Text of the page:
A different woman takes the Birmingham baton

Our latest exclusive review from the CBSO100 season, feturing the UK debut of a rising conductor:

CBSO at Symphony Hall ★★★★

Bizet’s Carmen has an abundance of great melodies, the sort of tunes the milkman could whistle – when he had milkmen. So catchy and firmly embedded in our musical consciousness, that we don’t even require the singers, as the orchestral Suite No.2 showed. German conductor Anja Bihlmaier (pictured) has worked extensively in the opera house and was right at home here, coaxing some sparkling playing from the orchestra in the sultry Habanera and the whirling bacchanal of the Danse bohème. Alan Thomas’s cornet gave us the swaggering toreador Escamillo and guest leader Tamas Kocsis, a chaste but tenderly beautiful Micaela.

Gypsy music, of Hungary rather than Spain, was also the inspiration for Ravel’s Tzigane. What a performance from Renaud Capuçon. Dazzling, scintillating, coruscating – add further adjectives as required. The double stops whizzed by and the pizzicatos pinged as the Frenchman, supported with some lovely piquant orchestral touches, brought the fiddling wizardry of a bygone era back for ten minutes. Before the fireworks came Chausson’s Poème with Capuçon’s shimmering tone perfectly gauged for this study in silver-grey melancholy and restrained ardour.

Bihlmaier conducted a lively, colourful but oddly superficial performance of Dvořák mighty Symphony No. 7. Like a hasty charabanc trip through Bohemia we saw the sights – the woods and fields, a bit of folkloric dancing – but always glimpsed through a window. There was little of the symphony’s dark D minor depths. Bihlmaier needs to note that the furiant dance in Dvorak’s scherzo needs as much idiomatic rubato as does a Strauss waltz.

Norman Stinchcombe

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  • Aaron Herschel says:

    “Bihlmaier conducted a lively, colourful but oddly superficial performance of Dvořák mighty Symphony No. 7.”
    One would have thought it is no longer possible to criticise female conductors in such a negative way.
    Typical chauvinistic white male attitude.

    • C Porumbescu says:

      Anything intelligent to say? If not, have you considered that silence might be preferable?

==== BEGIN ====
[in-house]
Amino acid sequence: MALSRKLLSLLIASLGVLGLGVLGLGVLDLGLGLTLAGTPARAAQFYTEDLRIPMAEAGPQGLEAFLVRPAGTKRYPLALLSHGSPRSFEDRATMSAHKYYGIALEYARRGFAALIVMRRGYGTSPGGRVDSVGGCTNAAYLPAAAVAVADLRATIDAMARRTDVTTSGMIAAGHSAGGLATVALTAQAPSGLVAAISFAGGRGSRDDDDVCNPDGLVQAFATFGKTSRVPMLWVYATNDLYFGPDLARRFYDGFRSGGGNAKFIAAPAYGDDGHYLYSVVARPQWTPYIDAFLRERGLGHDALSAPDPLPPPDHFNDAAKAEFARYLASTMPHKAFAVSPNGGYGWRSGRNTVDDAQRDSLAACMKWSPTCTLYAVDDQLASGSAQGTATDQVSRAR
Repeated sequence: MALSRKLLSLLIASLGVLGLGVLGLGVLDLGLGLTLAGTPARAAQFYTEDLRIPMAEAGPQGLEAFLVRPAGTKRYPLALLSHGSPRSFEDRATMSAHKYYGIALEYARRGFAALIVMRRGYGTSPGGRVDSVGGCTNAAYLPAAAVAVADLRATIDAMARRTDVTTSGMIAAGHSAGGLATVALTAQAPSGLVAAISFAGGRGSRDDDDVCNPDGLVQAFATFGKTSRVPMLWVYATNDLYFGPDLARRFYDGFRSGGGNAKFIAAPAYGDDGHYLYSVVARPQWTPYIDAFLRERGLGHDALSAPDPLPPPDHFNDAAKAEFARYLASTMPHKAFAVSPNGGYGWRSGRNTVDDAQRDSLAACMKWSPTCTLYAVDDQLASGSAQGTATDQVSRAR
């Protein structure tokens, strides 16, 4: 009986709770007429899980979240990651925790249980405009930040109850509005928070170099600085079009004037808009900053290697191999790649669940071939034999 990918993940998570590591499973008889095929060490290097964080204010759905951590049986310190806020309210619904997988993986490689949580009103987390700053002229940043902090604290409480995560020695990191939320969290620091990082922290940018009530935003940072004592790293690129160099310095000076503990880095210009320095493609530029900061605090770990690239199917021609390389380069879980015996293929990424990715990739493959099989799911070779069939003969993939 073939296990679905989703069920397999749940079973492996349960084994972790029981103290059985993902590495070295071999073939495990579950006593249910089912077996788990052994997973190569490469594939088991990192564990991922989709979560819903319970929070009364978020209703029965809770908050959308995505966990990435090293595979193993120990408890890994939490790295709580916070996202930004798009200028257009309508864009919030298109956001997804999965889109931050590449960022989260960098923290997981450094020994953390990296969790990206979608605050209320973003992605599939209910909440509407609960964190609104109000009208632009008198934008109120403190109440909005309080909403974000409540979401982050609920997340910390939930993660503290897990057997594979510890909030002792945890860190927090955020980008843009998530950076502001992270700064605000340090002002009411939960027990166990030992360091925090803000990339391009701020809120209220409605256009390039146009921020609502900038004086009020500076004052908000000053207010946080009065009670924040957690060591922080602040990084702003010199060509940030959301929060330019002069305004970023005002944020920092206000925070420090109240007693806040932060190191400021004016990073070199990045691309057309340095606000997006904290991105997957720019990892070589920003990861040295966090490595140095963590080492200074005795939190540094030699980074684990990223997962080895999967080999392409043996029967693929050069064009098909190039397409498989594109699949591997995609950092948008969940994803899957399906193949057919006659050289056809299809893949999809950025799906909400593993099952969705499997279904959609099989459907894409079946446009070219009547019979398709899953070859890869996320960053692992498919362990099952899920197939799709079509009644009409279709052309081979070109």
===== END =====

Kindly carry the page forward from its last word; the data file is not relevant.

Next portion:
• Bruce says:

        From an article where the author learned about animal-training techniques for an article she was writing, and decided to try them on her husband.

        “I followed the students to SeaWorld San Diego, where a dolphin trainer introduced me to least reinforcing syndrome (L.R.S.). When a dolphin does something wrong, the trainer doesn’t respond in any way. He stands still for a few beats, careful not to look at the dolphin, and then returns to work. The idea is that any response, positive or negative, fuels a behavior. If a behavior provokes no response, it typically dies away.

        “In the margins of my notes I wrote ‘Try on Scott!’ ”

        (The experiment was successful, by the way.)

        • Derek says:

          An entertaining post and good advice.

          Let’s hope the dolphin didn’t go to social media to cause mischief and get attention!

    • Karl says:

      It is no longer possible to criticize female conductors in such a negative way without being accused of having a chauvinistic white male attitude by someone. There’s always someone out there sex-baiting or race-baiting.

      • C Porumbescu says:

        Maybe in the USA. This is Europe, and we still judge on what it actually sounds like. There are some fine musicians out there; quit the self-pity and start listening.

  • Karl says:

    I’ve even heard great conductors do flat Dvorak 7ths. Dohnanyi’s recording of it is pretty dull and I heard a dispassionate radio broadcast of Dutiot’s.

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